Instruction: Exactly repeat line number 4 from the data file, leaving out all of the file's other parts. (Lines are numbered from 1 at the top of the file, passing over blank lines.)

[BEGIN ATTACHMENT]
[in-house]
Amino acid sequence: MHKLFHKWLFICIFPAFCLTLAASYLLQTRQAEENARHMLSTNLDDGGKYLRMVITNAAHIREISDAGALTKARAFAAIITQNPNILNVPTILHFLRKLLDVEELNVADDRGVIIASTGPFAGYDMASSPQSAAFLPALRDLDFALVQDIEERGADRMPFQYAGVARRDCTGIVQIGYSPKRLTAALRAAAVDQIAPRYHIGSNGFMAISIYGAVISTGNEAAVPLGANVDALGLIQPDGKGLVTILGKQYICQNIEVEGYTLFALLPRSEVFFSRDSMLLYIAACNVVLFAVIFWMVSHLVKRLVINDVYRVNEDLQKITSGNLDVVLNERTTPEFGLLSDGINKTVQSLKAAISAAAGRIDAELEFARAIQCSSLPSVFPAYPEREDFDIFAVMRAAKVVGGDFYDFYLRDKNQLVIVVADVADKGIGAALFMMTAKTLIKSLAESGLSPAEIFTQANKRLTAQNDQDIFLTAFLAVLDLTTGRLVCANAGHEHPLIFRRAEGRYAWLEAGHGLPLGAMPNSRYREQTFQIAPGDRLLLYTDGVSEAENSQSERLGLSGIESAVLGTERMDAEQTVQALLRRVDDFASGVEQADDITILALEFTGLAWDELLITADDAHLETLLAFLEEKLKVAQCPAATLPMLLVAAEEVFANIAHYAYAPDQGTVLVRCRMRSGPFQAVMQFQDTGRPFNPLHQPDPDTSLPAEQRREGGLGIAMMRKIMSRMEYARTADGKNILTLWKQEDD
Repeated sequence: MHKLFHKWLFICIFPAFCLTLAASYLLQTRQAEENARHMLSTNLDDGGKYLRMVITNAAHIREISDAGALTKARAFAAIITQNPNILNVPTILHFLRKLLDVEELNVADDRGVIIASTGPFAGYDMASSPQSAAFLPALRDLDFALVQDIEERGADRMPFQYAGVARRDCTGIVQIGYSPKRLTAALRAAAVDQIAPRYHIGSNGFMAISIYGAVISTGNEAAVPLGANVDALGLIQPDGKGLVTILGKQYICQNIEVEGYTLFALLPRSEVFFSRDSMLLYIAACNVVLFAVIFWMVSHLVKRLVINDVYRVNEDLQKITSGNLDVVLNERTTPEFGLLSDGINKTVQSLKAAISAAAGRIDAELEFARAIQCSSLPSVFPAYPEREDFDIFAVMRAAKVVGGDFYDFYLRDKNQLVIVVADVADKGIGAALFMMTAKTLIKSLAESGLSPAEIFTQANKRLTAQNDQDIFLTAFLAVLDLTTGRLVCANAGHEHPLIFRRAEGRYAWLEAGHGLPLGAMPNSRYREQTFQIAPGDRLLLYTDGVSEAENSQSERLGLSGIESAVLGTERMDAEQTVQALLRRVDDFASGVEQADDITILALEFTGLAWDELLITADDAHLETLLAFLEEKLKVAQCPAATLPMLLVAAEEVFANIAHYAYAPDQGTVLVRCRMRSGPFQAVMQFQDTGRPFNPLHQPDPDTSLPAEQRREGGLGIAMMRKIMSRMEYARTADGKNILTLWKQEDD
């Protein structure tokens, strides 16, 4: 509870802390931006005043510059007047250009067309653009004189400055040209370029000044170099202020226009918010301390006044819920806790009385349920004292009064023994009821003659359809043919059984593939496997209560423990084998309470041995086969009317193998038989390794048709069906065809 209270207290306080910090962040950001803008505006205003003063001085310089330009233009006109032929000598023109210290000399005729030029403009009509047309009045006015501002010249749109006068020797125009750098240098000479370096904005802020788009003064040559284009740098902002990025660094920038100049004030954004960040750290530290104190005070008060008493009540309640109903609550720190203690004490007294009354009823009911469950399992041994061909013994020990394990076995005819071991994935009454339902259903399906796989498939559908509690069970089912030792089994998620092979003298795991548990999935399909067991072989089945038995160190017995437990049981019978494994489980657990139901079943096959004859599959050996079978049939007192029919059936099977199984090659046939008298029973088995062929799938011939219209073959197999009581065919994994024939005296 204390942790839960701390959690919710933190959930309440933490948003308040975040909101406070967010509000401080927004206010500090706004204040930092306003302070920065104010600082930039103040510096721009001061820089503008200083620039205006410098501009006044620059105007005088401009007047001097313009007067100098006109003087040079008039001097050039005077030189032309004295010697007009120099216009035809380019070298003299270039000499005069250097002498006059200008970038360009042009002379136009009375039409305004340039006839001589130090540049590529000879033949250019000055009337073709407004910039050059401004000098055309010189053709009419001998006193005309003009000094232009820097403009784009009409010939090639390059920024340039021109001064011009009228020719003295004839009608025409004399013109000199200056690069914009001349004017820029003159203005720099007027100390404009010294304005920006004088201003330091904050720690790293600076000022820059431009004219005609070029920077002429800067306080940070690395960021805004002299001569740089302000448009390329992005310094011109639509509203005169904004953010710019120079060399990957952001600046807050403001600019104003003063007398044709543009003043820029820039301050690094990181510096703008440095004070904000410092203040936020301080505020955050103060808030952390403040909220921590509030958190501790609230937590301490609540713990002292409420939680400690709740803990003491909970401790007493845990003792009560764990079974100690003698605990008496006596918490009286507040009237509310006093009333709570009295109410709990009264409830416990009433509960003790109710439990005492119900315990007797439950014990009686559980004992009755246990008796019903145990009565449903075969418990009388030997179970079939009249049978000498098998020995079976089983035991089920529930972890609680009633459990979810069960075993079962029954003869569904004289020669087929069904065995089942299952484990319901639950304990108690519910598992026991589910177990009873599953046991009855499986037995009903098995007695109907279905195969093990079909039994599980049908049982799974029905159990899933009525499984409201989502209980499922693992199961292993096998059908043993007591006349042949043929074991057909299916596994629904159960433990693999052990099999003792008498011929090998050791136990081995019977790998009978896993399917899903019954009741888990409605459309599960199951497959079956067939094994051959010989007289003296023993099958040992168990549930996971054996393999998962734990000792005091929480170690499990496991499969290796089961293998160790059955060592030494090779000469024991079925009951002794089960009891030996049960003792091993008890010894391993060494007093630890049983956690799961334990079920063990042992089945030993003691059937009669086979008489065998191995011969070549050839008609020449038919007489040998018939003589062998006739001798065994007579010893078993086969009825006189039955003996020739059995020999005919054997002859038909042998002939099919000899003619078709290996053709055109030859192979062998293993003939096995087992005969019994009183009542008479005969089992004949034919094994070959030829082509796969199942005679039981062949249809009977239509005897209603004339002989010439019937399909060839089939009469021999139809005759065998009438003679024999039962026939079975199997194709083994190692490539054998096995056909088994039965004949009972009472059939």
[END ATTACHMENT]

């Protein structure tokens, strides 16, 4: 509870802390931006005043510059007047250009067309653009004189400055040209370029000044170099202020226009918010301390006044819920806790009385349920004292009064023994009821003659359809043919059984593939496997209560423990084998309470041995086969009317193998038989390794048709069906065809 209270207290306080910090962040950001803008505006205003003063001085310089330009233009006109032929000598023109210290000399005729030029403009009509047309009045006015501002010249749109006068020797125009750098240098000479370096904005802020788009003064040559284009740098902002990025660094920038100049004030954004960040750290530290104190005070008060008493009540309640109903609550720190203690004490007294009354009823009911469950399992041994061909013994020990394990076995005819071991994935009454339902259903399906796989498939559908509690069970089912030792089994998620092979003298795991548990999935399909067991072989089945038995160190017995437990049981019978494994489980657990139901079943096959004859599959050996079978049939007192029919059936099977199984090659046939008298029973088995062929799938011939219209073959197999009581065919994994024939005296 204390942790839960701390959690919710933190959930309440933490948003308040975040909101406070967010509000401080927004206010500090706004204040930092306003302070920065104010600082930039103040510096721009001061820089503008200083620039205006410098501009006044620059105007005088401009007047001097313009007067100098006109003087040079008039001097050039005077030189032309004295010697007009120099216009035809380019070298003299270039000499005069250097002498006059200008970038360009042009002379136009009375039409305004340039006839001589130090540049590529000879033949250019000055009337073709407004910039050059401004000098055309010189053709009419001998006193005309003009000094232009820097403009784009009409010939090639390059920024340039021109001064011009009228020719003295004839009608025409004399013109000199200056690069914009001349004017820029003159203005720099007027100390404009010294304005920006004088201003330091904050720690790293600076000022820059431009004219005609070029920077002429800067306080940070690395960021805004002299001569740089302000448009390329992005310094011109639509509203005169904004953010710019120079060399990957952001600046807050403001600019104003003063007398044709543009003043820029820039301050690094990181510096703008440095004070904000410092203040936020301080505020955050103060808030952390403040909220921590509030958190501790609230937590301490609540713990002292409420939680400690709740803990003491909970401790007493845990003792009560764990079974100690003698605990008496006596918490009286507040009237509310006093009333709570009295109410709990009264409830416990009433509960003790109710439990005492119900315990007797439950014990009686559980004992009755246990008796019903145990009565449903075969418990009388030997179970079939009249049978000498098998020995079976089983035991089920529930972890609680009633459990979810069960075993079962029954003869569904004289020669087929069904065995089942299952484990319901639950304990108690519910598992026991589910177990009873599953046991009855499986037995009903098995007695109907279905195969093990079909039994599980049908049982799974029905159990899933009525499984409201989502209980499922693992199961292993096998059908043993007591006349042949043929074991057909299916596994629904159960433990693999052990099999003792008498011929090998050791136990081995019977790998009978896993399917899903019954009741888990409605459309599960199951497959079956067939094994051959010989007289003296023993099958040992168990549930996971054996393999998962734990000792005091929480170690499990496991499969290796089961293998160790059955060592030494090779000469024991079925009951002794089960009891030996049960003792091993008890010894391993060494007093630890049983956690799961334990079920063990042992089945030993003691059937009669086979008489065998191995011969070549050839008609020449038919007489040998018939003589062998006739001798065994007579010893078993086969009825006189039955003996020739059995020999005919054997002859038909042998002939099919000899003619078709290996053709055109030859192979062998293993003939096995087992005969019994009183009542008479005969089992004949034919094994070959030829082509796969199942005679039981062949249809009977239509005897209603004339002989010439019937399909060839089939009469021999139809005759065998009438003679024999039962026939079975199997194709083994190692490539054998096995056909088994039965004949009972009472059939």